07. 06. 2023
AUTHOR: Linda Kalcher
As the EU institutions are finalising laws to implement the 2030 climate and energy goals, the discussion on the EU’s 2040 climate target has already started. Providing the necessary clarity beyond 2030 is the natural next step on the road toward achieving climate neutrality at the latest by 2050. Some of the laws of the “Fit for 55” and REPowerEU package already set milestones for after 2030, for example on electric vehicles and industrial transformation.
The seamless transition to the policy choices that define the decarbonisation trajectory for 2035 and 2040 can guide net zero production capacities, investments, new economic partnerships and enabling policies. This is vital for investment cycles as industry and investors plan for 10-15 years ahead to have predictability and a clear sense of direction. Systemic transformations and innovation take time to scale up, especially in manufacturing and the energy-intensive sectors. Early action can be a competitive advantage for the EU as China and the US are trying to secure market dominance.
The European Commission 2024-2029 mandate can thus enable and support the big transitional trends with a time horizon up to 2040. The Strategic Agenda to be adopted by Heads of States in June 2024 is an important landing point for agreeing the 2040 climate and energy targets. If they get adopted by next summer, it can inform the implementing package as well as the conversations on the next EU budget.
At the international level, the 28th UN climate summit (COP28) marks the “Global Stocktake”, thus the first formal assessment if countries are collectively on track to meet the goals of the Paris Agreement. Subsequently, countries are invited to submit their 2035 climate targets well before the climate summit in 2025 as well as an update of their 2030 targets with a view on 1.5C window closing rapidly. A global debate on the need to phase out fossil fuels has already started. The conversation on 2035 and 2040 provide an excellent opportunity to discuss what it means for the EU.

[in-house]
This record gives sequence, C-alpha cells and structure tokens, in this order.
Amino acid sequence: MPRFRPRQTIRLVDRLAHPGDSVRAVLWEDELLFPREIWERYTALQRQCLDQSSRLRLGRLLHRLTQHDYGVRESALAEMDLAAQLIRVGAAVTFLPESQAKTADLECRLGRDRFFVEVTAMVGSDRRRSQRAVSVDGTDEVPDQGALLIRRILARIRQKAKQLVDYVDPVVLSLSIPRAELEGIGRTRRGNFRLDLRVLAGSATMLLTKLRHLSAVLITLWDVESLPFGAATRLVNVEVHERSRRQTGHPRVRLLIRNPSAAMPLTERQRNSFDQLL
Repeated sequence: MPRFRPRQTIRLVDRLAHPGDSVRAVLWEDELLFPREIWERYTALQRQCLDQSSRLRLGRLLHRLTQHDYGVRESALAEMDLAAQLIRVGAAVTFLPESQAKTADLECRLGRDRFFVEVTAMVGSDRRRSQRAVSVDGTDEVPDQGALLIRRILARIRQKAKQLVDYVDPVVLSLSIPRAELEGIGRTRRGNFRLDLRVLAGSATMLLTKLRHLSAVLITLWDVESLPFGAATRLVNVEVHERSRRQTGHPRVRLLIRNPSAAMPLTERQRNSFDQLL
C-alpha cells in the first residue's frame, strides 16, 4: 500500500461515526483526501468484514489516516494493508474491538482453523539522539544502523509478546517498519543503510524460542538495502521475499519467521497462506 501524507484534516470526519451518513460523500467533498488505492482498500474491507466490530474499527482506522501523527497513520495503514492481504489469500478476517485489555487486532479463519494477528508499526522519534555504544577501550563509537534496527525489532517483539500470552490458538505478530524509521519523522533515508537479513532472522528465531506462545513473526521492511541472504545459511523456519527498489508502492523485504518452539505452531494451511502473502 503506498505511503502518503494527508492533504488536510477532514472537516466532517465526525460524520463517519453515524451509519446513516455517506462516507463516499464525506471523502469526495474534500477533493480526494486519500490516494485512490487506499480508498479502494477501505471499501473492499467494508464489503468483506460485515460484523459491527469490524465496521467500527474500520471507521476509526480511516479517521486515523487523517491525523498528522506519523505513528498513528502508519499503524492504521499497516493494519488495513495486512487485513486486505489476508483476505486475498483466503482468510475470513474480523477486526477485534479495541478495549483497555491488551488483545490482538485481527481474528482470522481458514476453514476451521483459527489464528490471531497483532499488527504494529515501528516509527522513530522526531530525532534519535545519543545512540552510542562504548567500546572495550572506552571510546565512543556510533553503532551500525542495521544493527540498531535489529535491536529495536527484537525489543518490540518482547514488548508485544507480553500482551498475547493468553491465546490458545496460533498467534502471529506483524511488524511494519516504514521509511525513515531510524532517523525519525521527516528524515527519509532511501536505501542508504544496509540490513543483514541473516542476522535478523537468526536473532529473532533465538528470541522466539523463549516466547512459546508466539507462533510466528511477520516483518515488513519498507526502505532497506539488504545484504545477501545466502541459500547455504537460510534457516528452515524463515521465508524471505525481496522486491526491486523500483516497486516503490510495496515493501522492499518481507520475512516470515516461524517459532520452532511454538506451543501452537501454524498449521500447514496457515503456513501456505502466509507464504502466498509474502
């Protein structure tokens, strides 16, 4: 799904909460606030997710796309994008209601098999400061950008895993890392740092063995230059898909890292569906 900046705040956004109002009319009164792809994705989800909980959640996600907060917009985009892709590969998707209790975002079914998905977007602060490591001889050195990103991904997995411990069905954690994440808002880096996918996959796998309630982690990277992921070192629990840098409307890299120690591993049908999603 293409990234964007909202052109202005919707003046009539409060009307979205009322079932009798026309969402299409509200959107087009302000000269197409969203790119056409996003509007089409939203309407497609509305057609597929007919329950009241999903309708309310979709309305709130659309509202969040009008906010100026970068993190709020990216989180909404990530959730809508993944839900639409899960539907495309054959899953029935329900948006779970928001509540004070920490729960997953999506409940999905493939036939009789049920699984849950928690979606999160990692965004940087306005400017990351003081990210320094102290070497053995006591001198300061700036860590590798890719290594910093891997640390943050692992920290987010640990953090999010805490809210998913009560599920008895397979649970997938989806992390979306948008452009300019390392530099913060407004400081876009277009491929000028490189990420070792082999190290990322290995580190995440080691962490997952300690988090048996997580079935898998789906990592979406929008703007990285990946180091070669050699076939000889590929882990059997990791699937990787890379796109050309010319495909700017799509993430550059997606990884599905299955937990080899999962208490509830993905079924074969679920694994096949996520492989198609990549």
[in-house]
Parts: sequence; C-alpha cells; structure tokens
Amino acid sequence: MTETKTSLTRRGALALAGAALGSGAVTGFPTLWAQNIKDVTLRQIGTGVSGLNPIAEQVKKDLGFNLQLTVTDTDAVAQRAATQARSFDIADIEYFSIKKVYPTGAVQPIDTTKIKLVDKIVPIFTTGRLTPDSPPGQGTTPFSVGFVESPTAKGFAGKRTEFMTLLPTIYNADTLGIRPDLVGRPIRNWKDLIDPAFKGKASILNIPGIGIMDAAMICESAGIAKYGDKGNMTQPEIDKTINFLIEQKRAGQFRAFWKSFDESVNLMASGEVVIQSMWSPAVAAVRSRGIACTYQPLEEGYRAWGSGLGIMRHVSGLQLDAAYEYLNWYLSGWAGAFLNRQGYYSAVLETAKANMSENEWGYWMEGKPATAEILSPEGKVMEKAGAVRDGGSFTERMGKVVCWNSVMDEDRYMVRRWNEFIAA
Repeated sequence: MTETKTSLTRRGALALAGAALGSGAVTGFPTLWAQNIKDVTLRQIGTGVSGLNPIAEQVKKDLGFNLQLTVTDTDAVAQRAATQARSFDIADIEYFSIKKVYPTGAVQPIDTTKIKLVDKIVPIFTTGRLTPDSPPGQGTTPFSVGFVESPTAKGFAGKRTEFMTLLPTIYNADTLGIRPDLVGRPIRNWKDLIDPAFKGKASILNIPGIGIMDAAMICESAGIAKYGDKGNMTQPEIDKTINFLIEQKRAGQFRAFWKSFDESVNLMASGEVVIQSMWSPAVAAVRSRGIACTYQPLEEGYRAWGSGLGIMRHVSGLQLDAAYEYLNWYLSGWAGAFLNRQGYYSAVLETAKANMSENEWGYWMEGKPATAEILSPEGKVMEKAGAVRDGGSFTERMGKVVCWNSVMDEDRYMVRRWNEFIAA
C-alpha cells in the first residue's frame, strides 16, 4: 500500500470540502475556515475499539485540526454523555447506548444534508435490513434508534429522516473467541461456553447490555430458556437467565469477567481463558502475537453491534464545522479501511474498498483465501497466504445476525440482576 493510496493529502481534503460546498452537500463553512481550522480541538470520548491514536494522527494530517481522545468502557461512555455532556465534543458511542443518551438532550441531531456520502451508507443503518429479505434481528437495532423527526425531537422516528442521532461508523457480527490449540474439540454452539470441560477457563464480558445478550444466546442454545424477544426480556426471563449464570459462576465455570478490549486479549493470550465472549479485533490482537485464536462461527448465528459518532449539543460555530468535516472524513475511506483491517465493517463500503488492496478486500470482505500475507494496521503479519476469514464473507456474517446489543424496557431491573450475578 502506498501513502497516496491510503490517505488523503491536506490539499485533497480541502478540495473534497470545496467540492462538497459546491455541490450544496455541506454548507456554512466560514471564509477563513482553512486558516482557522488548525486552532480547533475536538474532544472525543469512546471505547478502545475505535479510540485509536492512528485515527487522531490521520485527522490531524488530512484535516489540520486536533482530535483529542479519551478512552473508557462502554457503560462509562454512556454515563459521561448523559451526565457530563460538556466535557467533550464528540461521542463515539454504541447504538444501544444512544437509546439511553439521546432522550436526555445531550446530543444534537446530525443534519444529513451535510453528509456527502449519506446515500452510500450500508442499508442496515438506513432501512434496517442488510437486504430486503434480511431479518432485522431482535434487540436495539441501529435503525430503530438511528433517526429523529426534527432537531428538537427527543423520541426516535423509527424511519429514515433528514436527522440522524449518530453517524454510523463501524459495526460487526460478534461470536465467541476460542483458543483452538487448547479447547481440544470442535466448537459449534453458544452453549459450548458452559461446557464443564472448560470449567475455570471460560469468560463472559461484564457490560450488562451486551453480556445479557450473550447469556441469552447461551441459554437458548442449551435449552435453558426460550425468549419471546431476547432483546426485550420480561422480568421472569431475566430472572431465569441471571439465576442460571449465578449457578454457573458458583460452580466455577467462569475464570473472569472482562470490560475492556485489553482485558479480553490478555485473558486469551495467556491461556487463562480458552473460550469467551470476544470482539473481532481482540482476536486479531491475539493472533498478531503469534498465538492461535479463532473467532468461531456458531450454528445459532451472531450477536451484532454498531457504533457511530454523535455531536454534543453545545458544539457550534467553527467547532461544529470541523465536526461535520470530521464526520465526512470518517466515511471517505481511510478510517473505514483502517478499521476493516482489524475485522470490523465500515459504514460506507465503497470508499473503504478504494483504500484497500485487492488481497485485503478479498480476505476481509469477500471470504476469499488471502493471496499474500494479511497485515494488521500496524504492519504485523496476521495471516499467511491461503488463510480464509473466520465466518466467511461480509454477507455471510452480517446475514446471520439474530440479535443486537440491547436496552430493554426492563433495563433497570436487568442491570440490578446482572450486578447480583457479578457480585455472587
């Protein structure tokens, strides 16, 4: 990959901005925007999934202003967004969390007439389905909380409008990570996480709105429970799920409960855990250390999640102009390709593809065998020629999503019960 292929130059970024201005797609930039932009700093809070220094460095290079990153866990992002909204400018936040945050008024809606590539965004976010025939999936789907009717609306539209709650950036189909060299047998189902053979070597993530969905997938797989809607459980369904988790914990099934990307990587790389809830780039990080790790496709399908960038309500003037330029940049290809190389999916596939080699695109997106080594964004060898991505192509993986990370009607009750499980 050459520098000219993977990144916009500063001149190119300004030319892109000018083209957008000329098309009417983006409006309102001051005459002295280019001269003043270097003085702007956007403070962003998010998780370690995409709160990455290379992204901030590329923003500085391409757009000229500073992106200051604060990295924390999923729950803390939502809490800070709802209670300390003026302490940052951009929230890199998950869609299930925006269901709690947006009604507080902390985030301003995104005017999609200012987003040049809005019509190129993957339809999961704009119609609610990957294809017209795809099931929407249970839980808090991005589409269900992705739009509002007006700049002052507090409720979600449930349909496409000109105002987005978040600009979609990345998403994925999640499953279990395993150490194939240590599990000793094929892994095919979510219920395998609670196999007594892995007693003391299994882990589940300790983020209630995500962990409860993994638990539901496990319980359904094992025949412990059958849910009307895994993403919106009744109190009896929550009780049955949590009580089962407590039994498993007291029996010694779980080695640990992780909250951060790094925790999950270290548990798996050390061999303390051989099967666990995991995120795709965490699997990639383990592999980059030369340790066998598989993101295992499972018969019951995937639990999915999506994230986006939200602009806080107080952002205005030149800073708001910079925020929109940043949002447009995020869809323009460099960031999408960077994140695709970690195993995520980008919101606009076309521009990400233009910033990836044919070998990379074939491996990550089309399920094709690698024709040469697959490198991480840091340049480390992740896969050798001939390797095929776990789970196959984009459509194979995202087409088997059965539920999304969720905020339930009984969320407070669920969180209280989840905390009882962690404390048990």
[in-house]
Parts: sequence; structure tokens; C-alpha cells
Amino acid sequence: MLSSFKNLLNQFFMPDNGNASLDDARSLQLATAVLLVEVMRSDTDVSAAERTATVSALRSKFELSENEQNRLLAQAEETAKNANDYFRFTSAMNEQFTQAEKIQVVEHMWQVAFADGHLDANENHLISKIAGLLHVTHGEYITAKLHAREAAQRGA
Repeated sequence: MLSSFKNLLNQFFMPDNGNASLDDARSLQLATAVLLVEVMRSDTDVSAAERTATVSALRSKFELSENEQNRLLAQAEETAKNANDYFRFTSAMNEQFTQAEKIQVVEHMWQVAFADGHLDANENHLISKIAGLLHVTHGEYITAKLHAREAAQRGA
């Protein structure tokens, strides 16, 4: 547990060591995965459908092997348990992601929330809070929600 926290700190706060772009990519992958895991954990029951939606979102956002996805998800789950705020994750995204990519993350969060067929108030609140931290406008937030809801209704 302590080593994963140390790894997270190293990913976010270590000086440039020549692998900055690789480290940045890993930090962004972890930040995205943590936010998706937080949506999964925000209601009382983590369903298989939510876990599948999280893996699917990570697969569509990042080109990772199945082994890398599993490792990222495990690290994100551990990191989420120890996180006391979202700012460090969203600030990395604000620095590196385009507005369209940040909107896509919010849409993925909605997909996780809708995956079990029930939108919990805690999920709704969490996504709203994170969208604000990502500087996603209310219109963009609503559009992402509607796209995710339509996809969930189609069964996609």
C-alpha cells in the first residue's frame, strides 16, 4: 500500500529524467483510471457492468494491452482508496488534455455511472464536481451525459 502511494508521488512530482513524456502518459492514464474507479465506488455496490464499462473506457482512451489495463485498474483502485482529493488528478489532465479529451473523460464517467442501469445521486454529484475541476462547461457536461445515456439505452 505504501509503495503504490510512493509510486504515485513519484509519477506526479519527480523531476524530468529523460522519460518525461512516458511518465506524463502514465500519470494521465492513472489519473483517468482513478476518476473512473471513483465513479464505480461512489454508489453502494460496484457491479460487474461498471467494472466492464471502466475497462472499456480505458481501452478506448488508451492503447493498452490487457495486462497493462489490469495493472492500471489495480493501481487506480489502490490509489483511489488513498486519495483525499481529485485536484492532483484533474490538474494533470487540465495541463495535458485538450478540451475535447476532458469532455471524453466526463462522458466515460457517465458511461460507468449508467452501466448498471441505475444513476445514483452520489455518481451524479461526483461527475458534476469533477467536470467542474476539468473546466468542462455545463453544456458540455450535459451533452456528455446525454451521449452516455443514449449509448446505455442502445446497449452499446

In this context, Strategic Perspectives today publishes the analytical backbone and factsheets on three decarbonisation pathways. Climact has modelled net emission reductions of -85%, -90% and -95% by 2040 with inclusion of international maritime and aviation emissions.
- Advancing the power decarbonisation and industrial transformation (circularity, net-zero technology manufacturing and electrification) have the biggest GHG reduction potential until 2035. A just transition, smart allocation of factories and upskilling of workforce are key components for success.
- A well-managed fossil fuel phase down turns into a political necessity to enhance energy security. The 2030 policy framework allows to cut gas and oil consumption by a third. A full phase down trajectory requires additional policies. Targeted support schemes can ensure that climate friendly technologies and the benefits of the transition are accessible to all citizens (electrified equipment, deep renovation, …).
- Investments, availability of revenues across countries and cohesion across the EU need special attention in 2024-2029. EU policies can address the growing risk of an unequal distribution of the economic benefits and of the impacts related to climate change.
A full report will be published in July.